At times we have wondered if she has actually eaten these things but then the evidence appears later in the toilet/nappy!

Holly has always made the “Mmmmmm” noise when she eats! So if we hear this and she’s not in view it means she’s either stolen food and is eating it in secret or she’s eating something inedible that she shouldn’t be eating at all!

Holly is brilliant at stealing food. Once, when she was younger and in a big pushchair, we were queuing at the til in Sainsburys and I heard the “Mmmm” noise, turned around to see Holly taking a bite out of a baguette that the lady behind had put on the conveyer belt with her shopping! I was SO embarrassed!

Holly is an expert at distracting you (eg turning the shower on full to flood the bathroom) and then stealing food from the kitchen cupboards. Her favourite thing is taking a bite out of every KitKat of a multipack!

Everyone eats fast in our house! We’ve learnt over the years that if you don’t Holly steals food from your plate and eats it! But Holly now has a rival for her food stealing crown… “Poppy dog!”

And sometimes, I’m sure these two are ‘working together to share the prize!’

The only only thing Holly has never eaten is grapes!

Feeling Inspired

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Wow! THERE SHE GOES! What a fantastic series on BBC4. At last a realistic view of what it’s REALLY like to live with a child with Autism and severe learning difficulties. The struggles! The milestones! The achievements! The feelings and emotions! The strange things you find yourself saying! Those moments where you don’t know whether to laugh or cry! We LOVED it! It was like watching our lives on screen! Absolutely brilliant! AND to know we are not alone meant so much!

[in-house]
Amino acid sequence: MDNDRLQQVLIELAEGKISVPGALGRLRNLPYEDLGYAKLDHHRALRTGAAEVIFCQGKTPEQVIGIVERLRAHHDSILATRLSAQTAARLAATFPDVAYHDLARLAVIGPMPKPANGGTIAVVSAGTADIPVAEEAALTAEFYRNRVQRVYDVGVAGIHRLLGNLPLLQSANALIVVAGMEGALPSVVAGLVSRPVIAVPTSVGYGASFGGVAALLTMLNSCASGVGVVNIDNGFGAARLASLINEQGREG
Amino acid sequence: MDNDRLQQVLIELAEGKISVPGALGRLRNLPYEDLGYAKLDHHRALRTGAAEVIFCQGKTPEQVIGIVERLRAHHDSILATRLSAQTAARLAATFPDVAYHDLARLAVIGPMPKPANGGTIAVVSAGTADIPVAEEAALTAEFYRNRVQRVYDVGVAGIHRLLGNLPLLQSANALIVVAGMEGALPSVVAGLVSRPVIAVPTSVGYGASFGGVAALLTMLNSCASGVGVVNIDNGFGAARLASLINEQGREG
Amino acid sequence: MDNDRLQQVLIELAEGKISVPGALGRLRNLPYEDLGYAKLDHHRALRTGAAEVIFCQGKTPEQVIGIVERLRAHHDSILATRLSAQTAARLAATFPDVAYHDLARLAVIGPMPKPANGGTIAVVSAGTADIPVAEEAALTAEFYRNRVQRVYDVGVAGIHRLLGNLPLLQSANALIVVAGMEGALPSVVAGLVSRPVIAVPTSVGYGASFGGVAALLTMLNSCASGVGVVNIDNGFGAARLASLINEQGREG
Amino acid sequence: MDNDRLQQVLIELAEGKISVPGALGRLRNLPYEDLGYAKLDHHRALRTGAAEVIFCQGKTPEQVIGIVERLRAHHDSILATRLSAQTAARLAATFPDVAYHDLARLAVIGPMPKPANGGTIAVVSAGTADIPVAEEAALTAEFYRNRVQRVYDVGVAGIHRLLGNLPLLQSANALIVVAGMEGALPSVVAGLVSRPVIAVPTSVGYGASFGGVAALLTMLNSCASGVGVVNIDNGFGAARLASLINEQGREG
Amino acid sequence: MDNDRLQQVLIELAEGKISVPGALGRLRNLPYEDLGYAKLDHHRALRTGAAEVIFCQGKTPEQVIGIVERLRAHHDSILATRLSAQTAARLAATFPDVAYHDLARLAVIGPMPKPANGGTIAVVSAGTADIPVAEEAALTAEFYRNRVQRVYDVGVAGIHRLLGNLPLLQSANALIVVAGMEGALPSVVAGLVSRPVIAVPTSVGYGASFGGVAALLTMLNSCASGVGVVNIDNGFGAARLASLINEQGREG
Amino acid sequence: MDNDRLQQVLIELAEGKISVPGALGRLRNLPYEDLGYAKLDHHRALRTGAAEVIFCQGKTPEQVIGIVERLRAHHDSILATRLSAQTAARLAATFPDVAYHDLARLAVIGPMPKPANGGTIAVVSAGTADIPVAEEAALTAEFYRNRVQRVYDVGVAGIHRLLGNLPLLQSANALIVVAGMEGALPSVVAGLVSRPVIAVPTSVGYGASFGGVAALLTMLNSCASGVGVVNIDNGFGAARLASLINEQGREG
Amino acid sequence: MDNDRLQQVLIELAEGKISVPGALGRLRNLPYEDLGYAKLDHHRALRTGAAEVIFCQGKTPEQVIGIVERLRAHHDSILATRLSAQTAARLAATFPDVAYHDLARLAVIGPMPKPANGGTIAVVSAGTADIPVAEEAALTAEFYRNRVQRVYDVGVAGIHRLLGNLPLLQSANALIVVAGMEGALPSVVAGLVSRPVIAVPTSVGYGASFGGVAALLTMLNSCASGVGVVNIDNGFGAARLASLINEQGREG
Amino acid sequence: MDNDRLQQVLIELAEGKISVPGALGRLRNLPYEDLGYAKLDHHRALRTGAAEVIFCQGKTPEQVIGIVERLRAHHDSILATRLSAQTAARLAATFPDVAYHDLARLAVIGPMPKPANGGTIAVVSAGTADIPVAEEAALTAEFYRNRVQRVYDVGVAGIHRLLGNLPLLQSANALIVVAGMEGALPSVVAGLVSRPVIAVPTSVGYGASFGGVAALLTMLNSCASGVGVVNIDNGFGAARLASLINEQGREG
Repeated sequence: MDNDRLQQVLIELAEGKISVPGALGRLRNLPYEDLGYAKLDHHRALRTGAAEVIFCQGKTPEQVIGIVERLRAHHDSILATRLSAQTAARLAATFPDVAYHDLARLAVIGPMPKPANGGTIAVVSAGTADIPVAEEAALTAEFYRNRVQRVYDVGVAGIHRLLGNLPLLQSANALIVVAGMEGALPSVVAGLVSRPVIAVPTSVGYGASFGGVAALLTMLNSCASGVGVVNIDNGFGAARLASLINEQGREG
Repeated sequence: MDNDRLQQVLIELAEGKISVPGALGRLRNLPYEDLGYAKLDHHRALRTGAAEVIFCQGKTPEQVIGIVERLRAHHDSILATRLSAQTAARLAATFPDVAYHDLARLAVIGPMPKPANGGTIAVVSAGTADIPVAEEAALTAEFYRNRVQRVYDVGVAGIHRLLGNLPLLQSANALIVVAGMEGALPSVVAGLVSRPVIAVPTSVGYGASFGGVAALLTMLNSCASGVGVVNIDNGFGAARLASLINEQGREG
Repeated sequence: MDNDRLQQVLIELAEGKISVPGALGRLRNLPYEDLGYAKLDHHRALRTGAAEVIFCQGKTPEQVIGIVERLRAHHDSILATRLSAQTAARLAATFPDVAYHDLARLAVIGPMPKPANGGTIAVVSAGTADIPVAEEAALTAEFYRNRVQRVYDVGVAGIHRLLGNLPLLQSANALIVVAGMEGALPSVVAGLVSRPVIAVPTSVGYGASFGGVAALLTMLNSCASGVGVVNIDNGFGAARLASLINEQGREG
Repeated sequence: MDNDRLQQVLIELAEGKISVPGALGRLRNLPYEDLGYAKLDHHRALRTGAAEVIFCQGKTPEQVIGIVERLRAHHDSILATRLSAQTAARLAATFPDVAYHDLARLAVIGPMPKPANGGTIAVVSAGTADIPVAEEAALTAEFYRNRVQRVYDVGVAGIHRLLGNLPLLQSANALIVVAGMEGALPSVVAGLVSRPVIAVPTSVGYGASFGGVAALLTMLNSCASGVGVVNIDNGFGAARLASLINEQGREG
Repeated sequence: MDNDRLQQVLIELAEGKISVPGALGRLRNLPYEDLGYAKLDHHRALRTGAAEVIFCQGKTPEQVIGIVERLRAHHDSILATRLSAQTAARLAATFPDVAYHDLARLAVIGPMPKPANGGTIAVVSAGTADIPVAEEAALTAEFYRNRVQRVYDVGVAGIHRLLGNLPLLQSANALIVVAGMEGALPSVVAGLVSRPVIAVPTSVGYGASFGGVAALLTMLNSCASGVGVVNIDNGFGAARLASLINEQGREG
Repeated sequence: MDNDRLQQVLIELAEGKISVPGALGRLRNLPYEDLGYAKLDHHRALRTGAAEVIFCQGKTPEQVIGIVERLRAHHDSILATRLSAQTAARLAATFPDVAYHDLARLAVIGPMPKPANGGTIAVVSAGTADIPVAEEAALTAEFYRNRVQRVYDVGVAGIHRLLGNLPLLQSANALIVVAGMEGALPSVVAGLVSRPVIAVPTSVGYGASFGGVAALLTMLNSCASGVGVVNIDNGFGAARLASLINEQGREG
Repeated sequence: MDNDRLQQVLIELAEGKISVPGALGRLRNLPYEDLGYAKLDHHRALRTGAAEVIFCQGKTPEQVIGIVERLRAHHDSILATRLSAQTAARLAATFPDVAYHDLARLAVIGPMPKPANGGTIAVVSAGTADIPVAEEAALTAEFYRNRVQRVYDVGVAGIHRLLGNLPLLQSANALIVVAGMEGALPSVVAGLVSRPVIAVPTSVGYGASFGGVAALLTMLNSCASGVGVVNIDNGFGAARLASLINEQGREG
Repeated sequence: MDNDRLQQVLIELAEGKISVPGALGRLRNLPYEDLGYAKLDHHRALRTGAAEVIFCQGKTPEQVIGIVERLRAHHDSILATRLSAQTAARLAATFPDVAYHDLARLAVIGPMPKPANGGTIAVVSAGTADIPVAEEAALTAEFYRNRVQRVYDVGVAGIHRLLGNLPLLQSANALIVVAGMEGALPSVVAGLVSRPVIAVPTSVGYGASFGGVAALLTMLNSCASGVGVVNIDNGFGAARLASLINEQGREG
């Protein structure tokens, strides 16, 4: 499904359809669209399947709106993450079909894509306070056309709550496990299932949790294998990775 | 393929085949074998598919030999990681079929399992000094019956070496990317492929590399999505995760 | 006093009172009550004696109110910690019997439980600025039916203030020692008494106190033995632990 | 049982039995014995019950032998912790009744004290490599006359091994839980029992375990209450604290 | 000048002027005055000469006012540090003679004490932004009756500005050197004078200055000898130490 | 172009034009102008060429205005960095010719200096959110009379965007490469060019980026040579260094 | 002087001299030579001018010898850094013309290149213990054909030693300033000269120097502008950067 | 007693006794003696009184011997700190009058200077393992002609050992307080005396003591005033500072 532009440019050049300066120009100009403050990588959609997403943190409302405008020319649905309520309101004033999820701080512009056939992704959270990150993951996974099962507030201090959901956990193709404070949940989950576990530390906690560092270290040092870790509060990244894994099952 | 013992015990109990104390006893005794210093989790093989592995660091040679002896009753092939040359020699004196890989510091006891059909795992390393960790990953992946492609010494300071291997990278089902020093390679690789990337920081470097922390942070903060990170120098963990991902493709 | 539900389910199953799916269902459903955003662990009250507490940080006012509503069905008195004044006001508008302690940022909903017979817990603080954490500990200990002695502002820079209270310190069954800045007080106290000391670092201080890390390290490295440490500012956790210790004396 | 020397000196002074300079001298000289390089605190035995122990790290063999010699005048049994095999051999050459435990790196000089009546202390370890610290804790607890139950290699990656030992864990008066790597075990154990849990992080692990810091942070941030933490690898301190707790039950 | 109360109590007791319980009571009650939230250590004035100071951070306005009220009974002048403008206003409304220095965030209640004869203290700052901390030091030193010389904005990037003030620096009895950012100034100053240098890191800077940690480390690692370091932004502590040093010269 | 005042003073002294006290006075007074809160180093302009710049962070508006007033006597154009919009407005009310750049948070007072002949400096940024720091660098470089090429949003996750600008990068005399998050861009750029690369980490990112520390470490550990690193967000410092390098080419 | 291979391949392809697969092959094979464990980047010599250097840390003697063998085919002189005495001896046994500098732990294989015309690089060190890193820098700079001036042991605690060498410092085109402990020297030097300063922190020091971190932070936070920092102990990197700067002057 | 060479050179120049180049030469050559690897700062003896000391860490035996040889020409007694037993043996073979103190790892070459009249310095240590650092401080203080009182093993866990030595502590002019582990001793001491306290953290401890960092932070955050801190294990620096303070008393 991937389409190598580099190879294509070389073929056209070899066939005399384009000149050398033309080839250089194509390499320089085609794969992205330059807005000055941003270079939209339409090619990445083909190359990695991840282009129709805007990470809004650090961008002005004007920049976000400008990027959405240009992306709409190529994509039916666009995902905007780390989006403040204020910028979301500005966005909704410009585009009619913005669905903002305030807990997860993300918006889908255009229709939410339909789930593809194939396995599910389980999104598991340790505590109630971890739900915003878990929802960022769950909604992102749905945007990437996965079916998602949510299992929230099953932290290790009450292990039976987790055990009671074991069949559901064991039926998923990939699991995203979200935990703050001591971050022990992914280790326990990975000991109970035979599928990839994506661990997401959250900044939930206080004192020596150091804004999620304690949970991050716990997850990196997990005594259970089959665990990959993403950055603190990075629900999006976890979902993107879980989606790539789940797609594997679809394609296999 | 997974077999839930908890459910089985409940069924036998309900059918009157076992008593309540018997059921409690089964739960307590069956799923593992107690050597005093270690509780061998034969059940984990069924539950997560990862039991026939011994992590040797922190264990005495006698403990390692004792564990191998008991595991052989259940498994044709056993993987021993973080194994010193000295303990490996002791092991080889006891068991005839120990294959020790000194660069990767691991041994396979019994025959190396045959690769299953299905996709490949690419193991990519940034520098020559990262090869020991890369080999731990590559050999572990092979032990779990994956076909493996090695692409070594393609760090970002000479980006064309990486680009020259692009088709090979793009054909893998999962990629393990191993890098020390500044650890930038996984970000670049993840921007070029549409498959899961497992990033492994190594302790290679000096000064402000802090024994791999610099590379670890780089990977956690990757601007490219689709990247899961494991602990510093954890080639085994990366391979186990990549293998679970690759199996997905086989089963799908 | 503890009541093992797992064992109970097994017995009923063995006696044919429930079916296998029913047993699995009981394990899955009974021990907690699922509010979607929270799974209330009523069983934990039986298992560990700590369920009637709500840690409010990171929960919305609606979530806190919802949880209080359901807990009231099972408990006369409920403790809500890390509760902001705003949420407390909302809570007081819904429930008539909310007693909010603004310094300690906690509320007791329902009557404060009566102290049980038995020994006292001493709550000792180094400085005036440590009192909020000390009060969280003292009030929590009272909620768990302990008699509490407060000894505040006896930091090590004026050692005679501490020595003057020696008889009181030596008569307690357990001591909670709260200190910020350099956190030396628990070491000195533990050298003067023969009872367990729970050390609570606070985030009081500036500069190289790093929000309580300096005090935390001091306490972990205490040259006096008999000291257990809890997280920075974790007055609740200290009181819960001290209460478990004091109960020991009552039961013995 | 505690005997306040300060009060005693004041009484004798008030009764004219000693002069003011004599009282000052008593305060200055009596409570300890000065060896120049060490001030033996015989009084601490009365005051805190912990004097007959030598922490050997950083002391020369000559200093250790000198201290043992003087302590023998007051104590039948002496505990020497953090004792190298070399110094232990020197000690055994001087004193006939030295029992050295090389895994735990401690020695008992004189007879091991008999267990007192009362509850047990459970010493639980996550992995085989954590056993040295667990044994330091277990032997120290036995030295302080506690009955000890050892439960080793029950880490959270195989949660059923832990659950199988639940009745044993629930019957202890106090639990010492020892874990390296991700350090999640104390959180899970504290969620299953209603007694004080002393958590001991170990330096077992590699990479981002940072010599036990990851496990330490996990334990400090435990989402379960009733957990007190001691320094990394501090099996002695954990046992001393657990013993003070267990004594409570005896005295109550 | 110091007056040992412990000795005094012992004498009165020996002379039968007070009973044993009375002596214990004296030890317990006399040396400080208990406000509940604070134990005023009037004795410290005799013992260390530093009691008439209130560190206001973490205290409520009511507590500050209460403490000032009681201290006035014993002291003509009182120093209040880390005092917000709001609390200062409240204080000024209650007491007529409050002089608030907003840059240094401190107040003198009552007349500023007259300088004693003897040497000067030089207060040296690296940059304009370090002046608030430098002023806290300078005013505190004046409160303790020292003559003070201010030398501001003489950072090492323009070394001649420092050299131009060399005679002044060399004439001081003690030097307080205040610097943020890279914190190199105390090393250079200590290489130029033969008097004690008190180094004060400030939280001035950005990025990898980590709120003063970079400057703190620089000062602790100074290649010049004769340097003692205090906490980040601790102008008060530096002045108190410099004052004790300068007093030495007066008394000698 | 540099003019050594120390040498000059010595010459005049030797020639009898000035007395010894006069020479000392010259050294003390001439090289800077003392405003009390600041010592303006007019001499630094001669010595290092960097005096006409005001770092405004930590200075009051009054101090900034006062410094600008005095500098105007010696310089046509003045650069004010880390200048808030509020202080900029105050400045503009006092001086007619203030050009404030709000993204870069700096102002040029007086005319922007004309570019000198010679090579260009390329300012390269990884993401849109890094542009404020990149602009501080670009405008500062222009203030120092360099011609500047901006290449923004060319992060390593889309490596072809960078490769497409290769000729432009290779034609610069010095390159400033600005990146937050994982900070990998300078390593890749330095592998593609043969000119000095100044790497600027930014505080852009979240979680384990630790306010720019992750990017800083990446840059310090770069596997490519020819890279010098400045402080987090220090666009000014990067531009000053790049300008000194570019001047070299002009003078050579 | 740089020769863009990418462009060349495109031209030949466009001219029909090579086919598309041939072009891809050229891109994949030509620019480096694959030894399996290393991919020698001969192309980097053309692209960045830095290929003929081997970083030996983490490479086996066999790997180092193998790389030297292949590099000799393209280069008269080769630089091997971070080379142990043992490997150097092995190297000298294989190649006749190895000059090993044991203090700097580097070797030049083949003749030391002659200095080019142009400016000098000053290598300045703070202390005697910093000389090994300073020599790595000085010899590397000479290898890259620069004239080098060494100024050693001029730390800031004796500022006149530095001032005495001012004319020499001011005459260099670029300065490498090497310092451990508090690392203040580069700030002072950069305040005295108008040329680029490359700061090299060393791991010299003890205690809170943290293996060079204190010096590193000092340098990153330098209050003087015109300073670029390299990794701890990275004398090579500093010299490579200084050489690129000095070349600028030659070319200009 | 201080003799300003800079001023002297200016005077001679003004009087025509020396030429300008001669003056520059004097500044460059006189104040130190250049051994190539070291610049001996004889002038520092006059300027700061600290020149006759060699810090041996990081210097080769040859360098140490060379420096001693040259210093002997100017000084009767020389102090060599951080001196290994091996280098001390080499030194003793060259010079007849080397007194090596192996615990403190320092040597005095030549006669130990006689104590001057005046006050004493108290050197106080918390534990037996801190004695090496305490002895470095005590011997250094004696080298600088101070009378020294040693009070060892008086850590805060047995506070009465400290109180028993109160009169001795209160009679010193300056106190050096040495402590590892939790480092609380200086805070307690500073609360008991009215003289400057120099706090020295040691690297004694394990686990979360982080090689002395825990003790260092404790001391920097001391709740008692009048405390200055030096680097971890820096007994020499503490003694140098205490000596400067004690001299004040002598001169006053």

So I’ve had a Twitter account for a while where I have shared a few of our experiences and gained several followers. So inspired by this and the wonderful tv comedy drama I decided to join the world of blogging! Arrgghhh! Now, I won’t be writing long posts. I’m not a big reader myself and I prefer to draw. So inspired by @garyscribbler and his #doodleaday I may be doing a bit of doodling too!

Here’s a doodle I did earlier … just to brain storm a few ideas for my posts.

Any of these things look familiar?

Meltdowns 😩

*Warning! Serious post *

If I could take away one thing – it would be this. Meltdowns are just awful. I mention them often. I hate them! Tonight we had a particularly bad public one! Recently I’ve seen posts about meltdowns not being tantrums. Yes I agree but, in their defence, to someone who doesn’t have any experience of meltdowns they might look that way! When I think about tantrums I recall that tv advert for ‘Vic’s first defense’ where the child is about to have a tantrum in the supermarket but the mother does instead and the child stops. It makes me smile thinking about it. Unfortunately our experience of meltdowns aren’t in any way amusing. A toddler having a tantrum is very different to a 5ft6 11st teenager throwing themselves on the floor! They can be very distressing for anyone witnessing them. That includes me and when it does happen in public I hate those few individuals who stand and stare with that judgemental expression. So I can see why people get annoyed with that.

I think it’s important to make it clear that Meltdowns are different for different people! This is OUR experience which may be completely different for others. Usually Holly displays warning signs – these are biting her hand, stamping her foot, erratic movements, pinching, grabbing and distressed vocal sounds. But not always. Sometimes it appears to be instant – Calm & happy to distress, self harming and aggression in seconds!

Sometimes we can work out what the trigger is. Sometimes we’ve got no idea! It’s quite often about food eg not being allowed that 18th biscuit!! Or being told ‘no!’ eg “No you can’t empty the rubbish from the bin on to the floor!” Quite often anxiety is the cause.